2012 Science Report
2012 Science Report
OUR COLLABORATIVE APPROACH
Our mission is grand, but simply stated: to perform the basic research that generates technology to convert cellulosic biomass to ethanol and other advanced biofuels.
Our Role In order to focus the most advanced biotechnology-based resources on the biological challenges of biofuel production, the U.S. Department of Energy (DOE) established three Bioenergy Research Centers (BRCs) in September 2007. The Great Lakes Bioenergy Research Center (GLBRC) is led by the University of Wisconsin-Madison (UW– Madison), with Michigan State University (MSU) as the major partner. Additional scientific partners are a DOE National Laboratory, other universities and a biotechnology company. GLBRC’s researcher expertise covers a wide array of disciplines, from microbiology to economics and engineering. Each Bioenergy Research Center is pursuing the basic research underlying a range of high-risk, high-return biological solutions for bioenergy applications. Advances resulting from the BRCs will provide the knowledge needed to develop new bio-based products, methods and tools for the emerging biofuels industry.
Director Tim Donohue describes the disciplinary diversity characterizing GLBRC research, and explains why it is vital to the Center’s success.
TIM DONOHUE VIDEO
ASK AN EXPERT HOME
Great Lakes Bioenergy Research Center
What’s Next for Energy Research at UW-Madison?
f the energy and excitement of researchers and staff moving into the Wisconsin Energy Institute (WEI) building is any indication, I am confident that the coming year will be a time of rapid growth for energy research on campus. Situated next to the College of Agricultural and Life Sciences (CALS), the College of Engineering, and in close proximity to the College of Letters & Sciences and the Wisconsin Institutes for Discovery, the WEI is strategically placed within a new campus research corridor— one that is ideal for collaborative energy research and technology transfer to real-world energy applications.
The WEI building is state-of-the-art and promises to be part inspiration, part collaboration magnet. Within its walls, individual Michael Corradini labs are focused on growing Director, Wisconsin Energy Institute sustainable feedstocks, proWisconsin Distinguished Professor ducing next generation fuels Engineering Physics and harnessing renewable University of Wisconsin-Madison sources of energy as part of an integrated energy systems concept of energy storage and flexible delivery technologies. Though UW–Madison is already a prolific source of clean energy research and development, WEI is amplifying these efforts with its activities. As engineers, agronomists, biochemists and modeling experts set up shop to tackle a wide variety of questions surrounding our grand energy challenge, I am hopeful that new avenues of discovery and new collaborations will emerge. Kick-starting a new mode of collaboration for federally-funded basic research, the Great Lakes Bioenergy Research Center has been an excellent example of the success that is possible when a a diverse team is assembled around a central mission and given resources to innovate. During their first Department of Energy grant cycle, the Center contributed more than 400 research publications to the literature on bioenergy and generated nearly 60 patent applications — all while training a new generation of energy professionals to work in the lab, field, office and classroom. In 2012, UW-Madison leadership, led by the Provost and the Deans of CALS and Engineering, united campus energy research under one banner. By welcoming the Great Lakes Bioenergy Research Center as a member, the Wisconsin Energy Institute will continue to spur research collaborations in support of multidisciplinary energy discovery. We are thrilled to have such strong campus support for uniting life sciences researchers, physical sciences engineers and social sciences experts on energy. As we launch this new endeavor in support of research and technology development, we invite you to work with us. This grand challenge is larger than all of us, and we are eager to be part of a comprehensive approach to research, scholarly debate and public engagement on the issue of energy. We invite you to join us for our building grand opening on April 5th and 6th. With a student career fair, facility tours and technology demonstrations on the event docket, we hope to provide a little something for everyone.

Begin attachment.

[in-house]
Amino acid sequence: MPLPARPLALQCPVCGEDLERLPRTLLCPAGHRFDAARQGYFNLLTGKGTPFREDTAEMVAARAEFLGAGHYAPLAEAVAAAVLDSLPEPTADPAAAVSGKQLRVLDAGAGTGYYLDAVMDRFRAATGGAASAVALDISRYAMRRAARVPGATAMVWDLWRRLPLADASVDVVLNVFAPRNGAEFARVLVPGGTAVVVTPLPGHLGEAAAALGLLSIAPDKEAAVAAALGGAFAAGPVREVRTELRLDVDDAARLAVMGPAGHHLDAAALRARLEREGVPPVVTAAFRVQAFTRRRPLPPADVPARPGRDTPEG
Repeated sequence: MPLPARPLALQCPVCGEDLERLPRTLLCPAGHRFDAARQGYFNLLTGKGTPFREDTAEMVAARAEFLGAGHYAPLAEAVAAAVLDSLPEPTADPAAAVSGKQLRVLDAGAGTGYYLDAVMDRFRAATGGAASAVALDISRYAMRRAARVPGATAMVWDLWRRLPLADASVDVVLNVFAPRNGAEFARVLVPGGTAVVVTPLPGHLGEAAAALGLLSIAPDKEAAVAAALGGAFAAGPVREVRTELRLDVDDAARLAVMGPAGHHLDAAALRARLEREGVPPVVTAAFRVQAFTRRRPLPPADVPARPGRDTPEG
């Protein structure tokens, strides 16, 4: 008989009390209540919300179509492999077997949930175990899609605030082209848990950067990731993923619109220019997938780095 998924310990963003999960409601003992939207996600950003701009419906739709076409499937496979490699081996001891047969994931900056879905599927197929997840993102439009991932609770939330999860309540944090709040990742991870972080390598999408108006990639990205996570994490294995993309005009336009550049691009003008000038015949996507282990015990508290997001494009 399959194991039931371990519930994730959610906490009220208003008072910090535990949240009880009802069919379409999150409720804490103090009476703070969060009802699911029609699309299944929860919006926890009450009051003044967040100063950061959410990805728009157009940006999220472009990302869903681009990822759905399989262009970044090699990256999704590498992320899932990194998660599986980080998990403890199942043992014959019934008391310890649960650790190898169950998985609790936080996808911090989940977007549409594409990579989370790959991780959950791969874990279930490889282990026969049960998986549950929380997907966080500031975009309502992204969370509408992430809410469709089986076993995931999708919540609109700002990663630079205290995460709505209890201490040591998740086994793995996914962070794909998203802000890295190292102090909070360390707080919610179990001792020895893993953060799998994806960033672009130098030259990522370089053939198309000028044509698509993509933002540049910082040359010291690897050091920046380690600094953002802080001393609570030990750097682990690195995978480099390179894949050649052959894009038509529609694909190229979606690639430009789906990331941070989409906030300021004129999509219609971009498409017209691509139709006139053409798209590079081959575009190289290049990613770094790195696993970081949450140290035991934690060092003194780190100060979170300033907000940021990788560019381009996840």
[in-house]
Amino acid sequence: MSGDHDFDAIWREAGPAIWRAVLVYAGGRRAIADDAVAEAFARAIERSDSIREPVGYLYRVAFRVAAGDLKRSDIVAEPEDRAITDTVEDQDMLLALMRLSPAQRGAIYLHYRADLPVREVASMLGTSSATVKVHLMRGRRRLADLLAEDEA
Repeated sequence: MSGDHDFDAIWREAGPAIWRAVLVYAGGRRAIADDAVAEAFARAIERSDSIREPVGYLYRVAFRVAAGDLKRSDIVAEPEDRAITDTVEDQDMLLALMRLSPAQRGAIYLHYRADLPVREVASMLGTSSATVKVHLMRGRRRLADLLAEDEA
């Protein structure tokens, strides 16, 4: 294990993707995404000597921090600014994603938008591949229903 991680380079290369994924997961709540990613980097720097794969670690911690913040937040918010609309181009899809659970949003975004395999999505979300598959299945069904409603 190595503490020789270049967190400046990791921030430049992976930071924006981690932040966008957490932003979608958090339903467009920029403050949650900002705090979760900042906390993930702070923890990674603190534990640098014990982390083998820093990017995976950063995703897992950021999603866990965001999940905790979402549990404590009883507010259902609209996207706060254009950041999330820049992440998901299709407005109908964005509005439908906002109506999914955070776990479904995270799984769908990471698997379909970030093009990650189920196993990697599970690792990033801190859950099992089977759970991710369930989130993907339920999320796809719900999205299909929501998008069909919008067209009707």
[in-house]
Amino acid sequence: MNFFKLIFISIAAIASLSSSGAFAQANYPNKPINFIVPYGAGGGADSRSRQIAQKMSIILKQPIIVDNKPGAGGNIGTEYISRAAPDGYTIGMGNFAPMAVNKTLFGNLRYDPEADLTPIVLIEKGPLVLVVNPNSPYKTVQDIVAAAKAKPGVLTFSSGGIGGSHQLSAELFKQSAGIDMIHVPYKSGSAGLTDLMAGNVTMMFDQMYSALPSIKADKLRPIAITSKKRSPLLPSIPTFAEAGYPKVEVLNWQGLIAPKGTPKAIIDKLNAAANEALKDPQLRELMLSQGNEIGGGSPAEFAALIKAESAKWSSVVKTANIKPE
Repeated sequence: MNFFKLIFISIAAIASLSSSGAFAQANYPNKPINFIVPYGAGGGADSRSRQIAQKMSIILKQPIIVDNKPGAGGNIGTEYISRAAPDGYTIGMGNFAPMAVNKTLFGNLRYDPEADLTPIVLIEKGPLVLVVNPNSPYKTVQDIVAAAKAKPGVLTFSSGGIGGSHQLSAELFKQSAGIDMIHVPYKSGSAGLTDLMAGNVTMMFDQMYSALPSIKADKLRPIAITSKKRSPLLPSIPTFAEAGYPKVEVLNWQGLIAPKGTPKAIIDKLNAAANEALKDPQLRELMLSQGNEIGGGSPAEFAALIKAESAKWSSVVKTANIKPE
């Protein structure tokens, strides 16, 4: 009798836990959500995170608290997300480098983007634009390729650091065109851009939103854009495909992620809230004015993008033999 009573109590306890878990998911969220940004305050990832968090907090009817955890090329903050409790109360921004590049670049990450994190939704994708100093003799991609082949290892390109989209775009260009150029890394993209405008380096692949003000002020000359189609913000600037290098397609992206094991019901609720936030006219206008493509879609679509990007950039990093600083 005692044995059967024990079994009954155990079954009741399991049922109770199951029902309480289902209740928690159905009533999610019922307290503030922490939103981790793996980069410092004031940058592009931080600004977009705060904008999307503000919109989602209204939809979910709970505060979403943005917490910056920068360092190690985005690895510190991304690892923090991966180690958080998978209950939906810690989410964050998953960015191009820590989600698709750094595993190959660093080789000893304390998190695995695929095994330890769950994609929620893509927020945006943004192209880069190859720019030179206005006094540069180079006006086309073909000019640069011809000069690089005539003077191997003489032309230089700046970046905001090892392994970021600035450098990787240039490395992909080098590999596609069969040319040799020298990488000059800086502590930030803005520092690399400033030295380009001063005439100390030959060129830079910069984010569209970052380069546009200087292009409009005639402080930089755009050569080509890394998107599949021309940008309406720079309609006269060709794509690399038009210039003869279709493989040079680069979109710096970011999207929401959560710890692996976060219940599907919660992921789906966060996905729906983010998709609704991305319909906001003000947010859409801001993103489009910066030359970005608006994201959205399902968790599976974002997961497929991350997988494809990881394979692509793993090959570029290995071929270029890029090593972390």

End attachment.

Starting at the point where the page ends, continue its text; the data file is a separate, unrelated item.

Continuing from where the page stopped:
WISCONSIN ENERGY INSTITUTE The WEI is creating, integrating and transferring knowledge in energy sources, technologies, use and impacts. Our efforts focus on making breakthroughs in key areas of the energy sector: • Feedstocks • Carbon neutral electricity • Liquid transportation fuels • Energy storage • Policy, economics and environment Innovations in these fields will strengthen and diversify approaches to generating, storing, distributing, and using energy while conserving valuable and increasingly limited resources. The integration of research, discovery, and technology transfer that is central to the WEI’s approach is expected to provide a robust suite of clean energy strategies.